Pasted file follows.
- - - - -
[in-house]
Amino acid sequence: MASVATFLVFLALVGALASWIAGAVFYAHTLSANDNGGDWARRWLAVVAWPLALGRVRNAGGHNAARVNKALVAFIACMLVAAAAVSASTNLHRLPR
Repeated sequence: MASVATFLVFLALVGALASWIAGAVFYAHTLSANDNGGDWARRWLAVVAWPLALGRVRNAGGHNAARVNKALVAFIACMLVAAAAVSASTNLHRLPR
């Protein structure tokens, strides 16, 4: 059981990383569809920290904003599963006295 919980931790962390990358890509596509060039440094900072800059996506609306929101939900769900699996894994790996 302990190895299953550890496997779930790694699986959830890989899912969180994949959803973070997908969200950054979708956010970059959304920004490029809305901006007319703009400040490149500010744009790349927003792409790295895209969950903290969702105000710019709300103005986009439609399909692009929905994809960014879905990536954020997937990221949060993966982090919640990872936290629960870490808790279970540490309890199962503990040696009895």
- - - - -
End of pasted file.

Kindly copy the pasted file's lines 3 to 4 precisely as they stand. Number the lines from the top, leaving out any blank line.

Repeated sequence: MASVATFLVFLALVGALASWIAGAVFYAHTLSANDNGGDWARRWLAVVAWPLALGRVRNAGGHNAARVNKALVAFIACMLVAAAAVSASTNLHRLPR
């Protein structure tokens, strides 16, 4: 059981990383569809920290904003599963006295 919980931790962390990358890509596509060039440094900072800059996506609306929101939900769900699996894994790996 302990190895299953550890496997779930790694699986959830890989899912969180994949959803973070997908969200950054979708956010970059959304920004490029809305901006007319703009400040490149500010744009790349927003792409790295895209969950903290969702105000710019709300103005986009439609399909692009929905994809960014879905990536954020997937990221949060993966982090919640990872936290629960870490808790279970540490309890199962503990040696009895």